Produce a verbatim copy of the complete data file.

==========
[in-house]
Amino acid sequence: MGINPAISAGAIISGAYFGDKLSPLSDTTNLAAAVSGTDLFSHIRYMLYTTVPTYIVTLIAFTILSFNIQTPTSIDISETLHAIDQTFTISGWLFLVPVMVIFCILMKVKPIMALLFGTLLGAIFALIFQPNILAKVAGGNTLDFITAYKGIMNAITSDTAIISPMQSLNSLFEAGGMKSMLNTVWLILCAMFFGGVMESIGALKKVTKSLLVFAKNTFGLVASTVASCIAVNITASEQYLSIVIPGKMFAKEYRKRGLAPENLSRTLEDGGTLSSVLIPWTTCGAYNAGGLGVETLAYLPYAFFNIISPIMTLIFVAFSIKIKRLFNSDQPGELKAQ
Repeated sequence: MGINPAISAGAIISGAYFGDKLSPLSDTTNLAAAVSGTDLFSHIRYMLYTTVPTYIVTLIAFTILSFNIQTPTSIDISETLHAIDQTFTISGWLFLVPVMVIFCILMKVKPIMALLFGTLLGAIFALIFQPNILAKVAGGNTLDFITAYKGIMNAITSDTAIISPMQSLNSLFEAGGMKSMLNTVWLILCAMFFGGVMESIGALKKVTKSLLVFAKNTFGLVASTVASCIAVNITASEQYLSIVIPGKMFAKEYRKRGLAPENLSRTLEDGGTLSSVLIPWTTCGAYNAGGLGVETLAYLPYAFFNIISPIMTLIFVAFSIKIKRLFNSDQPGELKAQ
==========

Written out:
[in-house]
Amino acid sequence: MGINPAISAGAIISGAYFGDKLSPLSDTTNLAAAVSGTDLFSHIRYMLYTTVPTYIVTLIAFTILSFNIQTPTSIDISETLHAIDQTFTISGWLFLVPVMVIFCILMKVKPIMALLFGTLLGAIFALIFQPNILAKVAGGNTLDFITAYKGIMNAITSDTAIISPMQSLNSLFEAGGMKSMLNTVWLILCAMFFGGVMESIGALKKVTKSLLVFAKNTFGLVASTVASCIAVNITASEQYLSIVIPGKMFAKEYRKRGLAPENLSRTLEDGGTLSSVLIPWTTCGAYNAGGLGVETLAYLPYAFFNIISPIMTLIFVAFSIKIKRLFNSDQPGELKAQ
Repeated sequence: MGINPAISAGAIISGAYFGDKLSPLSDTTNLAAAVSGTDLFSHIRYMLYTTVPTYIVTLIAFTILSFNIQTPTSIDISETLHAIDQTFTISGWLFLVPVMVIFCILMKVKPIMALLFGTLLGAIFALIFQPNILAKVAGGNTLDFITAYKGIMNAITSDTAIISPMQSLNSLFEAGGMKSMLNTVWLILCAMFFGGVMESIGALKKVTKSLLVFAKNTFGLVASTVASCIAVNITASEQYLSIVIPGKMFAKEYRKRGLAPENLSRTLEDGGTLSSVLIPWTTCGAYNAGGLGVETLAYLPYAFFNIISPIMTLIFVAFSIKIKRLFNSDQPGELKAQ